The new banks will be standard retail operations concentrating on deposits and mortgages.
Mr Darling said this was the best way to ensure "proper competition and choice". He said having just "half a dozen big providers was not acceptable".
The new entrants would "have a clean sheet to come in and do things differently", he added.
The chancellor also said the government would be splitting up Northern Rock into two parts by the end of the year, with a view to selling off one part within the next three to four years.
The government had already said it wants to sell off the part of Northern Rock that holds savers' money, carries out new lending and holds some existing mortgages.
He also said the government was keen to divest some of its holdings in RBS and Lloyds.
The government currently holds a 70% stake in RBS and a 43% stake in Lloyds after last October's bail-outs.
BBC business correspondent Joe Lynam says the latest move represents "a gilt-edged opportunity for non-UK retail banks, especially from the US, to get a firm foothold in the highly profitable British banking market for as low a price as could be imagined a few years ago".
The Conservatives said the break up of the state-owned banks had already been "well trailed".
A spokesman added: "We have called for more competition in banking, and for government stakes to be used to strategic effect to that end."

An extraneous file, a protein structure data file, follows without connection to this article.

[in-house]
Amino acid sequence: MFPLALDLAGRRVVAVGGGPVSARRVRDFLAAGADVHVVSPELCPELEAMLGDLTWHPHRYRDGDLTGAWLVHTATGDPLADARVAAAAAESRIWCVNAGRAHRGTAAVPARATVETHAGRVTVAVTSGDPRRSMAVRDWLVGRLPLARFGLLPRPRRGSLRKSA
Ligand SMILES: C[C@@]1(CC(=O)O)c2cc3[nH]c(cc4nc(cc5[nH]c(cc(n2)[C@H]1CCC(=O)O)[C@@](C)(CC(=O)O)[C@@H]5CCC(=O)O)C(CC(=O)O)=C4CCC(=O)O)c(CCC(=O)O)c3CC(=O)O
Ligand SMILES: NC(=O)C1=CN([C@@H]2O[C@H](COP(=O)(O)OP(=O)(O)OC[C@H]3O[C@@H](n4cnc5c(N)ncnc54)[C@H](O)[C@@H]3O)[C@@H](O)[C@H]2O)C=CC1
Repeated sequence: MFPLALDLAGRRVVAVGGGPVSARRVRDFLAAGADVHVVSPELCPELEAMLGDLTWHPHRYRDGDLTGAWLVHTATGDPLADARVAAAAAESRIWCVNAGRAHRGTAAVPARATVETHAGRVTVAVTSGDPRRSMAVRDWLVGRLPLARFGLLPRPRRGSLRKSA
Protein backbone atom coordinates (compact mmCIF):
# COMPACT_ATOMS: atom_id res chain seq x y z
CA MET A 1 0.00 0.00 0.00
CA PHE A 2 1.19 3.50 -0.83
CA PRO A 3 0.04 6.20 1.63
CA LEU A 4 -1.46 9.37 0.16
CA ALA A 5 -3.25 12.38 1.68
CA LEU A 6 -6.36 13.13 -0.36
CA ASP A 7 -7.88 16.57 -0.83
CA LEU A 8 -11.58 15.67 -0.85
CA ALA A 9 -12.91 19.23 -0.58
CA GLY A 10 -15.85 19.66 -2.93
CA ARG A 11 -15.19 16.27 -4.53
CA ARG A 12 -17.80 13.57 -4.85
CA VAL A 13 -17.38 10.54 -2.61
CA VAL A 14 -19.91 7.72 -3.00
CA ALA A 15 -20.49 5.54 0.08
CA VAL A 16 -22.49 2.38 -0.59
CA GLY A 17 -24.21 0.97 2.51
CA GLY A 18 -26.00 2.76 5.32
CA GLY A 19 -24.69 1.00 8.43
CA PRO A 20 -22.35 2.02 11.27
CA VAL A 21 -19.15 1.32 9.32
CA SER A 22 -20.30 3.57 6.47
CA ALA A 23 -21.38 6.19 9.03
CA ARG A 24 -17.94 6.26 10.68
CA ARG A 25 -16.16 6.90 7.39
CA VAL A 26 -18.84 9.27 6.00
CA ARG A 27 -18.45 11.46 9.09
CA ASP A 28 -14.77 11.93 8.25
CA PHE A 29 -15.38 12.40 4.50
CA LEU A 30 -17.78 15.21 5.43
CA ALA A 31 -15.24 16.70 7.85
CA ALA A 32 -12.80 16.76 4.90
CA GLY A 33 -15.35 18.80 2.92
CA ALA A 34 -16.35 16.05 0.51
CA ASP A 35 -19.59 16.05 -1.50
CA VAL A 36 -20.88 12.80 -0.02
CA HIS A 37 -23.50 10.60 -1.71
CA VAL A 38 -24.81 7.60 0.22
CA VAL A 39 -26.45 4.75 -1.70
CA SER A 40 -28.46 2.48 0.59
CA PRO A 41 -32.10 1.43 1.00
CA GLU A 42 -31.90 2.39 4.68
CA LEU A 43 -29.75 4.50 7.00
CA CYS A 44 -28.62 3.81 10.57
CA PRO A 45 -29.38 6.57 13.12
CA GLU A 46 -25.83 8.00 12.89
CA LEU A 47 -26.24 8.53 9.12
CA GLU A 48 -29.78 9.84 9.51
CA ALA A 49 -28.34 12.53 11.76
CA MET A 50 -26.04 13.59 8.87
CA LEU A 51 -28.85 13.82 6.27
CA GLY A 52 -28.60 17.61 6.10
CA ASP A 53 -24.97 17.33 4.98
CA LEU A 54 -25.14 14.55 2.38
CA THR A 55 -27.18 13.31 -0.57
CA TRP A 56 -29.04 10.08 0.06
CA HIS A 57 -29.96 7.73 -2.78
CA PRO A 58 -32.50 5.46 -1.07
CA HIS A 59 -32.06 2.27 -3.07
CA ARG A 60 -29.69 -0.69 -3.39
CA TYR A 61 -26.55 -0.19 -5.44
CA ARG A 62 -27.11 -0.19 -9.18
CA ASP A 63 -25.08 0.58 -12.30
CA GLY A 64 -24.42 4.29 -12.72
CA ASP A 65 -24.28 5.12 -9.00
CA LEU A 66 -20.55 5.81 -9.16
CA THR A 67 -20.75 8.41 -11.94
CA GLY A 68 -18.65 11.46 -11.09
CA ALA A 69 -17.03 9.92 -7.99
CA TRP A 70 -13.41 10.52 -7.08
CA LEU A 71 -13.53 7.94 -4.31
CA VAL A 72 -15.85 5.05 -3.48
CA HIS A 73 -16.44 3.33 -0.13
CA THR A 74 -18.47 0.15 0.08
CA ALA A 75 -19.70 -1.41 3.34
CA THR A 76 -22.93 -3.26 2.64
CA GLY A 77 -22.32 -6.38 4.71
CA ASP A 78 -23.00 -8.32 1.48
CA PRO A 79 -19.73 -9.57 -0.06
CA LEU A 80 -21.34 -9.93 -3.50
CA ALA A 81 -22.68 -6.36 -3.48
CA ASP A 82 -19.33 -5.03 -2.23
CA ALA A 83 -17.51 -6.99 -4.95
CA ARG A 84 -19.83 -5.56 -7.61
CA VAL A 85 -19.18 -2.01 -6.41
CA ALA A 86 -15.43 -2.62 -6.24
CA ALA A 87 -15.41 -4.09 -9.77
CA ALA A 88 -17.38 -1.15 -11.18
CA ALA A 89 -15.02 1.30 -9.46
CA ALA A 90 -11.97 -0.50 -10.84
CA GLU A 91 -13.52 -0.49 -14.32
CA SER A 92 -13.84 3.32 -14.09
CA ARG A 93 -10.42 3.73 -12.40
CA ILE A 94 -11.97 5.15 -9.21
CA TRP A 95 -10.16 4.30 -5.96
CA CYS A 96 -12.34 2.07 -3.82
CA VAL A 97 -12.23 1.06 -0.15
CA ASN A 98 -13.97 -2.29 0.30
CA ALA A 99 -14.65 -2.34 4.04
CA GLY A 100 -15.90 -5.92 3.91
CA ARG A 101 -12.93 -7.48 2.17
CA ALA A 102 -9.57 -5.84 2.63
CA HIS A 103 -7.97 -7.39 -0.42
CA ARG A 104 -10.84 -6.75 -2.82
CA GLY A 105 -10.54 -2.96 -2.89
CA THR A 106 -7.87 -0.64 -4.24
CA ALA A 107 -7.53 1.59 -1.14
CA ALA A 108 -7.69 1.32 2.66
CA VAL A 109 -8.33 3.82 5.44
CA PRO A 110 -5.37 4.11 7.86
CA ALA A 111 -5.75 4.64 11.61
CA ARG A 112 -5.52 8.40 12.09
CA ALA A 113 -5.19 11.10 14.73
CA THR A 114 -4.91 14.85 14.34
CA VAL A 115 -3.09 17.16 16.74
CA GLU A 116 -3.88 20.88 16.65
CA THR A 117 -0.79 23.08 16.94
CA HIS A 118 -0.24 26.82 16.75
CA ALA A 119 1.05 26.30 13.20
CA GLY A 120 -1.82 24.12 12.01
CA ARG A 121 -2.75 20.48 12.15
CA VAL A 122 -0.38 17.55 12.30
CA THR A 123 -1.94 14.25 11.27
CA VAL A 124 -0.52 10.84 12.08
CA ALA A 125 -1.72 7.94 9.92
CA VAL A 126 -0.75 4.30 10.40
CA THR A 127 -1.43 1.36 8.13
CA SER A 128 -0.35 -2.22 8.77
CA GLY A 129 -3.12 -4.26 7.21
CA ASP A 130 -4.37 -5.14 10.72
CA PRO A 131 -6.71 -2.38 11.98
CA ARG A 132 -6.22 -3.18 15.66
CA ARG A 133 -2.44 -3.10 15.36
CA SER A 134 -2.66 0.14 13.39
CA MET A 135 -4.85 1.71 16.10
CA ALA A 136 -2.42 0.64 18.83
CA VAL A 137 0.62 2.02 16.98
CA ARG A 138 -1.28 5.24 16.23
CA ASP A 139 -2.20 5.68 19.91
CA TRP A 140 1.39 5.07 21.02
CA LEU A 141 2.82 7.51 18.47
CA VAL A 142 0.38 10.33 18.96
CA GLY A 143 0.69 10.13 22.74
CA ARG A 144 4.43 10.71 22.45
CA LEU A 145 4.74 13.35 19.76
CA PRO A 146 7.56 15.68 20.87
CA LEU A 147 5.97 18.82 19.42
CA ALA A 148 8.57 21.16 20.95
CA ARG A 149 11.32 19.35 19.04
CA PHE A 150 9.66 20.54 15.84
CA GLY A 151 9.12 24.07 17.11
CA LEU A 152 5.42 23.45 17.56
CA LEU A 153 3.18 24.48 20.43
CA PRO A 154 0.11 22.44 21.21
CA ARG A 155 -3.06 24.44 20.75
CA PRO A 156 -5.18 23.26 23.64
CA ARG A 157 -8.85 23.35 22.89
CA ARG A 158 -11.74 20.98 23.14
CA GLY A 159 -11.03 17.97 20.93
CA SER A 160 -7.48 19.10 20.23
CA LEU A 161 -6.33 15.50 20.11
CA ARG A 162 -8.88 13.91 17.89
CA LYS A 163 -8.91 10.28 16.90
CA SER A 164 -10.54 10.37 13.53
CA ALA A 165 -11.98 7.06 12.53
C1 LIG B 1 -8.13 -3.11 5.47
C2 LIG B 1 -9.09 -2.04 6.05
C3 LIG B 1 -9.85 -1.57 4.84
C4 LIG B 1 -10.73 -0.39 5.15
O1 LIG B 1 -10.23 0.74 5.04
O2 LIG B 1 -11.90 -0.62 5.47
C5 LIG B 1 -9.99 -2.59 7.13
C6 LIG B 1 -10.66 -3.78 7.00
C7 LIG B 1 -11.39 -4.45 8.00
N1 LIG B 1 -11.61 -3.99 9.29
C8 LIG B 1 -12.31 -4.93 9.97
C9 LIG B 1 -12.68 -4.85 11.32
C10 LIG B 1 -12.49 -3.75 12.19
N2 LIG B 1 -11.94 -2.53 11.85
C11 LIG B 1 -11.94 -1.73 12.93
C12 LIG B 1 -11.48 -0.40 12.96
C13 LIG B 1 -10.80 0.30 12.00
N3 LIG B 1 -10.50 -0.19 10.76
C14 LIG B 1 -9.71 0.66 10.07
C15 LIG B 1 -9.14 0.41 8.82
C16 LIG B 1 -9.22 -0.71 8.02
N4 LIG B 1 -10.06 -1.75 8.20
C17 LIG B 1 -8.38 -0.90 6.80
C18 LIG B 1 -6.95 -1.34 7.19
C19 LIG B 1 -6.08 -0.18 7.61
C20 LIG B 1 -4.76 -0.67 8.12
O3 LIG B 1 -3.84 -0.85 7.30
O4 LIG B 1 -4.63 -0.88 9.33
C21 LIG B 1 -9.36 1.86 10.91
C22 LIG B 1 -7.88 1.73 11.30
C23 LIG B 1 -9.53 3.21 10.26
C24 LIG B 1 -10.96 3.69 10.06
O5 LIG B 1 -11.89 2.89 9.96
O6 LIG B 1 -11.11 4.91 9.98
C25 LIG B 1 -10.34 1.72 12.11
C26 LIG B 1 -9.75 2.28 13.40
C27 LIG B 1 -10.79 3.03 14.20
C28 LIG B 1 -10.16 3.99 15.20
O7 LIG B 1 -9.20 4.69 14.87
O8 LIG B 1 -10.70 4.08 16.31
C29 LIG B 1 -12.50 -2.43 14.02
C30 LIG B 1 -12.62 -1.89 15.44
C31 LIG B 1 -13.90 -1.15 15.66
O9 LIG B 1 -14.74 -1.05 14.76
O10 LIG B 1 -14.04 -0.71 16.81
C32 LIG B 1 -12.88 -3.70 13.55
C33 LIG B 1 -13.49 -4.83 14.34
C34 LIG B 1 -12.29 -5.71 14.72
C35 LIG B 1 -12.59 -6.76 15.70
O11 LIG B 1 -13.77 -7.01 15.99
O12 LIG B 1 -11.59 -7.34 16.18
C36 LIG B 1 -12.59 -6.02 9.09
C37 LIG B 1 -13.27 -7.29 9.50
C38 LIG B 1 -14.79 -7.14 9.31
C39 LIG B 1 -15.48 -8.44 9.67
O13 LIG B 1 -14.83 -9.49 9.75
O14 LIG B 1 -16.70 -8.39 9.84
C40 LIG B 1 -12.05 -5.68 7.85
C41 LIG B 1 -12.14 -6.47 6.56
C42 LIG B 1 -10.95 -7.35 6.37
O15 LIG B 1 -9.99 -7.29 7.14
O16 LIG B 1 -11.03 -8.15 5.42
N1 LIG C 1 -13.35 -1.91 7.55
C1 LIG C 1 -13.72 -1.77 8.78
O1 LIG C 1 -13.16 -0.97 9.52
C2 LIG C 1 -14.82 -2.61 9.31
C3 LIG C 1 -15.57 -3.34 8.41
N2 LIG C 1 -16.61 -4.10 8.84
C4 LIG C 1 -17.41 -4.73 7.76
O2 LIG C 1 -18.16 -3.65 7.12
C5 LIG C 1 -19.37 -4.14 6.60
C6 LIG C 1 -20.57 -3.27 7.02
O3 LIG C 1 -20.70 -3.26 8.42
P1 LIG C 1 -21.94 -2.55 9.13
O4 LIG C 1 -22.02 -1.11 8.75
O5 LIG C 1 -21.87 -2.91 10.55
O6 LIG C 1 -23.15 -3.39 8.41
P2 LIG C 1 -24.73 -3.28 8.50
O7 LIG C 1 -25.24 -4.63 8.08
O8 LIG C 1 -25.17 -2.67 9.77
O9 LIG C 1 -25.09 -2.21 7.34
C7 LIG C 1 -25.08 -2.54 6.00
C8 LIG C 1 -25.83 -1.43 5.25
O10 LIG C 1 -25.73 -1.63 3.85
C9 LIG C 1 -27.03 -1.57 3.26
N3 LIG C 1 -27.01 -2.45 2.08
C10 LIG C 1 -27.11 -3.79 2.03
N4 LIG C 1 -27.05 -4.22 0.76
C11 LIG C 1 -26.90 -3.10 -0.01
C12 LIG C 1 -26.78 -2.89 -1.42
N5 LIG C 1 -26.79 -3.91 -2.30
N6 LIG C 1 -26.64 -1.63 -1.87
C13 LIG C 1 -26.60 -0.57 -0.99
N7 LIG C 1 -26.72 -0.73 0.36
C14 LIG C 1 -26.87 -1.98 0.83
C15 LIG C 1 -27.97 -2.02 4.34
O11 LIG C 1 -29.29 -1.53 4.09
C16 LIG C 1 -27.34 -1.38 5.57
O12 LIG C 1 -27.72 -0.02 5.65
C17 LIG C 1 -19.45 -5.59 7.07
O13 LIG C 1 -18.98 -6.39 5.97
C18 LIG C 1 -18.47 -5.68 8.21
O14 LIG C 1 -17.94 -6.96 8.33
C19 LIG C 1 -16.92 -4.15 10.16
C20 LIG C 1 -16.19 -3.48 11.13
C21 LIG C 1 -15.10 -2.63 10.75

The Lib Dems Treasury spokesman Vince Cable welcomed more competition in the banking sector but said there should be no urgency to the sales.
"We need to be careful that when these split-ups occur, the prime cuts are not offered to private investors and the scraps left to taxpayers," he said.
There were also concerns expressed about the timing of the sell-off.
Treasury select committee chairman John McFall MP said the assets should not be sold off for less than their market value.
"It is important to ensure that we get taxpayer return for this bail-out. I'm relaxed about the timescale. I do not want to sell off [bank assets] at a cheap price, I don't want a fire sale," he told the BBC.
Peter McNamara, former head of personal banking at Lloyds TSB and managing director of the Alliance and Leicester, said that restructuring the banks in the current climate could in fact prove counter productive.
"Half the banks in the UK are suddenly going to be reorganised when you could argue their day job is to support industry and consumers during the recession. Without that support, we are more likely to have a steeper rise in unemployment," he said.
The government needs permission to break-up the banks from European competition commissioner Neelie Kroes.
Last week, the EU approved the plans for Northern Rock to be split in two.
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